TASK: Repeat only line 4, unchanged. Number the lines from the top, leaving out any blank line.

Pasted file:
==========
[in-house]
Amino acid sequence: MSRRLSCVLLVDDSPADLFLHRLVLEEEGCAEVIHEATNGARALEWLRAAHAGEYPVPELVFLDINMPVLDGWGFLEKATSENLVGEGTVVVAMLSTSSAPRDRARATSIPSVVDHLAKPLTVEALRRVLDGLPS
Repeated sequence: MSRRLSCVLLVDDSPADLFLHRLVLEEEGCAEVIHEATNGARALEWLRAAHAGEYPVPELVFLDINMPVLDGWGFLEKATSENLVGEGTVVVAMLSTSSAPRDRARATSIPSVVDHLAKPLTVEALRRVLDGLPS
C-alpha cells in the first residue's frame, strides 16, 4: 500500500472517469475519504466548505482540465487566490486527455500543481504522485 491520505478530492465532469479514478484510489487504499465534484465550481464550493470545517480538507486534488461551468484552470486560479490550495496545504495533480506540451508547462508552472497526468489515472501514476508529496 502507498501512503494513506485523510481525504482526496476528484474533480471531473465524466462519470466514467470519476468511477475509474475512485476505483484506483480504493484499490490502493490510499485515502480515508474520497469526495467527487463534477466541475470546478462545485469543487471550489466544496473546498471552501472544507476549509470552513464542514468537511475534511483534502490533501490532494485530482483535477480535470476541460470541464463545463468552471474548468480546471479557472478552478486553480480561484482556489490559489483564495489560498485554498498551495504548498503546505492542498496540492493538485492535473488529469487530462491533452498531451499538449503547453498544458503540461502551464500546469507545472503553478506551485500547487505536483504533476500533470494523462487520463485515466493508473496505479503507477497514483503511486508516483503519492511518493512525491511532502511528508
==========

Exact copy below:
C-alpha cells in the first residue's frame, strides 16, 4: 500500500472517469475519504466548505482540465487566490486527455500543481504522485 491520505478530492465532469479514478484510489487504499465534484465550481464550493470545517480538507486534488461551468484552470486560479490550495496545504495533480506540451508547462508552472497526468489515472501514476508529496 502507498501512503494513506485523510481525504482526496476528484474533480471531473465524466462519470466514467470519476468511477475509474475512485476505483484506483480504493484499490490502493490510499485515502480515508474520497469526495467527487463534477466541475470546478462545485469543487471550489466544496473546498471552501472544507476549509470552513464542514468537511475534511483534502490533501490532494485530482483535477480535470476541460470541464463545463468552471474548468480546471479557472478552478486553480480561484482556489490559489483564495489560498485554498498551495504548498503546505492542498496540492493538485492535473488529469487530462491533452498531451499538449503547453498544458503540461502551464500546469507545472503553478506551485500547487505536483504533476500533470494523462487520463485515466493508473496505479503507477497514483503511486508516483503519492511518493512525491511532502511528508